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How Laws Are Made
Amid the grand marble halls of the Capitol building, members of Congress and their aides are busy crafting the country's policies. It's not a pretty process; as congressional commentators have quipped, laws are like sausages—it's best not to know how either is made. Here's a brief tour through Washington's sausage factory.
The Lightbulb Stage
Most laws begin as mere proposals that any of Congress's 535 members may offer in the form of bills. Many are trivial, such as renaming post-office branches. Others are vital, like the funding of the federal government. Once introduced, all proposals move to congressional committee.
Congressional Committees and Committee Hearings
Thousands of proposals are introduced each year, but almost all die in committee. Congress has nowhere near enough time to entertain each bill, so committee leaders must prioritize. Many bills are dismissed for ideological reasons; for example, the conservative proposal to privatize Social Security has little chance of being considered by committees headed by liberal Democrats. Many other bills simply lack urgency. Efforts to rein in fuel costs, for instance, were popular when gas prices topped $4 a gallon, then lost steam when costs fell below $2. Special-interest money is another factor dictating the success or failure of individual bills.
More-fortunate bills continue to the committee hearing stage, where experts discuss their merits and drawbacks. These hearings—staged in the congressional office buildings adjacent to the Capitol—are usually open to the public; check www.house.gov and www.senate.gov under the "committee" headings for schedules. Committee members then vote on whether to move bills to the chamber floor.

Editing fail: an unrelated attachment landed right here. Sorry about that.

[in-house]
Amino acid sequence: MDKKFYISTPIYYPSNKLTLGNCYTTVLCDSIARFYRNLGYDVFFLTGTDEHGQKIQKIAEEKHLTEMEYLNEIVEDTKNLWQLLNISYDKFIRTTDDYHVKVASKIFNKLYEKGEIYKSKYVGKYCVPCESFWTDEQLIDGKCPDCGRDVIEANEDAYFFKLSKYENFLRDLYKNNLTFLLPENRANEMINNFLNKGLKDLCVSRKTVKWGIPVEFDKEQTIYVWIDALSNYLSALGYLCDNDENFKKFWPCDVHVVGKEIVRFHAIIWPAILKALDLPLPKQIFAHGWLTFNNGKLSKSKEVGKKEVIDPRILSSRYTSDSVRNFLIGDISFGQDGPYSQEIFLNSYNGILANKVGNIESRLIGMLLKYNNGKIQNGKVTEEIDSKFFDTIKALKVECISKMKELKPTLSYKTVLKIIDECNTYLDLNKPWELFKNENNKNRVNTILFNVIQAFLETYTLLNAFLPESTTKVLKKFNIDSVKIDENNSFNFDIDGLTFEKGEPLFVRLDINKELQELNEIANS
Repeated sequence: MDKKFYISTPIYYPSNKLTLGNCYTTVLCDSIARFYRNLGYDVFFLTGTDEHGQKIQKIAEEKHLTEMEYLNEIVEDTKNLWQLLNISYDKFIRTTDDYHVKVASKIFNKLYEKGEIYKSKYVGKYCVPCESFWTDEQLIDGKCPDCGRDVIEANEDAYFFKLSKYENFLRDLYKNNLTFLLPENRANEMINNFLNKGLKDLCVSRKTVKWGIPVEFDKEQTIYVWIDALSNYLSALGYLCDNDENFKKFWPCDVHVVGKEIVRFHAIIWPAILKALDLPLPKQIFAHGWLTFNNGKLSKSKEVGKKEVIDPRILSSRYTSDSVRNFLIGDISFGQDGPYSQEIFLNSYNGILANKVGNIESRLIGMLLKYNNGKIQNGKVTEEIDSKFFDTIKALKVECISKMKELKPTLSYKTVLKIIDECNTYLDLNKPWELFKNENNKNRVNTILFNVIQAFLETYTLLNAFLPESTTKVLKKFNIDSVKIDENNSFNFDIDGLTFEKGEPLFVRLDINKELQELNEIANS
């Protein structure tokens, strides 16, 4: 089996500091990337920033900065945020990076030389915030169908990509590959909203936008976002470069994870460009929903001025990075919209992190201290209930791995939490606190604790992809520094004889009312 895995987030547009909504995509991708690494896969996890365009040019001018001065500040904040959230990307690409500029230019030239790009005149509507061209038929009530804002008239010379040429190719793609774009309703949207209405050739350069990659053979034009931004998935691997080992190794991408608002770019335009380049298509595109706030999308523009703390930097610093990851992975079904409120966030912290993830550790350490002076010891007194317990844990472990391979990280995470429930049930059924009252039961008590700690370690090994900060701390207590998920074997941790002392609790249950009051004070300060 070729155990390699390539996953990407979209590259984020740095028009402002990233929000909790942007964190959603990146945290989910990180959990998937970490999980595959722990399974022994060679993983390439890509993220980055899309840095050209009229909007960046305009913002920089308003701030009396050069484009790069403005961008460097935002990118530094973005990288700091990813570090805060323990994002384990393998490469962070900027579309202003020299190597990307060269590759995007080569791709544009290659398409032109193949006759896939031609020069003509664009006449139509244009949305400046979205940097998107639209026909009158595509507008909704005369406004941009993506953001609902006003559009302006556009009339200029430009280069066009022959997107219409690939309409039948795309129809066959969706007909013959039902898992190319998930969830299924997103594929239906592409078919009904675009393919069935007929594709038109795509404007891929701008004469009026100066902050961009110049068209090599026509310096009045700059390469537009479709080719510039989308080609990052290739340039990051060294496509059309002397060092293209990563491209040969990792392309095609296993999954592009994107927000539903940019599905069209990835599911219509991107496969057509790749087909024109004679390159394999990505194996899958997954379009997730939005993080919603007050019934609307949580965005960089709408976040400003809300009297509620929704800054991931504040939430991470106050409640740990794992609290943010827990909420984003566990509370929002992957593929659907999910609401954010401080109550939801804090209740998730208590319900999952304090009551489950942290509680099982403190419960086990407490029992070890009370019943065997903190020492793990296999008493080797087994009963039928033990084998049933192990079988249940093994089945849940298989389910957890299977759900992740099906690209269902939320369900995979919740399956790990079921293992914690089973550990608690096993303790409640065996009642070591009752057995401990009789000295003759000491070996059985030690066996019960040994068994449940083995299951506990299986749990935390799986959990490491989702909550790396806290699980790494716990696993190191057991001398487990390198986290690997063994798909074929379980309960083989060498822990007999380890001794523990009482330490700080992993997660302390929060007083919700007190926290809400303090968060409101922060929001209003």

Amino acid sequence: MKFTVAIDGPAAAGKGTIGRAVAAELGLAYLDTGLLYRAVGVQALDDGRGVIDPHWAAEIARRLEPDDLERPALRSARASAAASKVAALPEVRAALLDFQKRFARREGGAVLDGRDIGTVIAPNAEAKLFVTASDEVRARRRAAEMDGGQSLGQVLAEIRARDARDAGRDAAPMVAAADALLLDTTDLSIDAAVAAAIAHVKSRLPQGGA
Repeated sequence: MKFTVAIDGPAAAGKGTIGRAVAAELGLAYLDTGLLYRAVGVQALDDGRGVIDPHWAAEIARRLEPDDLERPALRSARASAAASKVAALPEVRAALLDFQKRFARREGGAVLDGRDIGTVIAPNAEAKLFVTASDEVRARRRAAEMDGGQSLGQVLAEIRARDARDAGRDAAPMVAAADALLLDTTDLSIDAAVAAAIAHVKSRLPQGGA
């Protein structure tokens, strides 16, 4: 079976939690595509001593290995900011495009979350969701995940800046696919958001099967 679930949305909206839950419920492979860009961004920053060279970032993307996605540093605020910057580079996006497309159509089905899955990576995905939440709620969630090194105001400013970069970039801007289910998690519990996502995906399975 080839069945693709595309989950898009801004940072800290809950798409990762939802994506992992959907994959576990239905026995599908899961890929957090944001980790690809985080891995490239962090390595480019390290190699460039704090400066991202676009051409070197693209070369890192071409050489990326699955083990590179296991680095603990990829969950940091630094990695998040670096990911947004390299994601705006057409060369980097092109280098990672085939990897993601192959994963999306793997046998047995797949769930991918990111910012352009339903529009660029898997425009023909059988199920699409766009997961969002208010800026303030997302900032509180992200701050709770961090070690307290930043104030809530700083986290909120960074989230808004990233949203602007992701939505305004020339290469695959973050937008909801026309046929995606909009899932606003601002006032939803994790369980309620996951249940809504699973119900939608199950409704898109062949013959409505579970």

Passing the House, Senate, and White House
A bill approved by committee still faces three formidable tests before becoming a law: it must pass the full House, the full Senate, and usually the White House.
Complicating matters, each legislative chamber has different rules for approving bills. In the House, proposals require a simple majority to pass whereas in the Senate opponents can block a bill simply by debating it indefinitely (watch Mr. Smith Goes to Washington for a dramatic example). Senate leaders can block filibusters, but to do it requires support from three-fifths of the chamber, that's 60 out of the 100 senators. The controversial $787-billion economic stimulus bill, for example, passed in February 2009 only after Democrats (who then held 58 seats) convinced three Republicans to support the proposal.
A bill passed by both the House and the Senate then proceeds to the White House. The president can either sign it—in which case it becomes law—or veto it, in which case it returns to Congress. Lawmakers can override the veto, but two-thirds of each chamber must support the override to transform a vetoed bill into law. When President George W. Bush twice vetoed a popular children's health care proposal, for example, House supporters couldn't rally the two-thirds majority to override it. But, the bill became law once President Barack Obama took over the White House.
If all this sounds complicated, it is. Then again, no one poking around a sausage ever said it's easy to decipher the parts.
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